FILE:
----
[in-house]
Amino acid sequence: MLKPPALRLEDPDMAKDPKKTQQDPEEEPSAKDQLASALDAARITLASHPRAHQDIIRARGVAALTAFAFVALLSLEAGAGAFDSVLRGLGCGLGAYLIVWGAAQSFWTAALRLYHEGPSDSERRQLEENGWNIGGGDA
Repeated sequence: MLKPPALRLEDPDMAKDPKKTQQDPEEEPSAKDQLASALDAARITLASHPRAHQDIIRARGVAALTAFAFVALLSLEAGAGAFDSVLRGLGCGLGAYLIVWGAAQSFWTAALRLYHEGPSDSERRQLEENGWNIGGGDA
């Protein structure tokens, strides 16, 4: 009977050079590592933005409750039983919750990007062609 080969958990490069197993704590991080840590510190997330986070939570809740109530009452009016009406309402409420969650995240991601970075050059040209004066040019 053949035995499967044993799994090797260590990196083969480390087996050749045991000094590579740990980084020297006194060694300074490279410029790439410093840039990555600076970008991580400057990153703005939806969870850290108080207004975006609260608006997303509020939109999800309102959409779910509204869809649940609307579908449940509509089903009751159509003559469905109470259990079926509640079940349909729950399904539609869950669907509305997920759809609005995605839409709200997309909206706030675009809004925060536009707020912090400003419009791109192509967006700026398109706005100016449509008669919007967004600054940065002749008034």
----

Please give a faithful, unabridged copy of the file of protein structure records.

[in-house]
Amino acid sequence: MLKPPALRLEDPDMAKDPKKTQQDPEEEPSAKDQLASALDAARITLASHPRAHQDIIRARGVAALTAFAFVALLSLEAGAGAFDSVLRGLGCGLGAYLIVWGAAQSFWTAALRLYHEGPSDSERRQLEENGWNIGGGDA
Repeated sequence: MLKPPALRLEDPDMAKDPKKTQQDPEEEPSAKDQLASALDAARITLASHPRAHQDIIRARGVAALTAFAFVALLSLEAGAGAFDSVLRGLGCGLGAYLIVWGAAQSFWTAALRLYHEGPSDSERRQLEENGWNIGGGDA
């Protein structure tokens, strides 16, 4: 009977050079590592933005409750039983919750990007062609 080969958990490069197993704590991080840590510190997330986070939570809740109530009452009016009406309402409420969650995240991601970075050059040209004066040019 053949035995499967044993799994090797260590990196083969480390087996050749045991000094590579740990980084020297006194060694300074490279410029790439410093840039990555600076970008991580400057990153703005939806969870850290108080207004975006609260608006997303509020939109999800309102959409779910509204869809649940609307579908449940509509089903009751159509003559469905109470259990079926509640079940349909729950399904539609869950669907509305997920759809609005995605839409709200997309909206706030675009809004925060536009707020912090400003419009791109192509967006700026398109706005100016449509008669919007967004600054940065002749008034």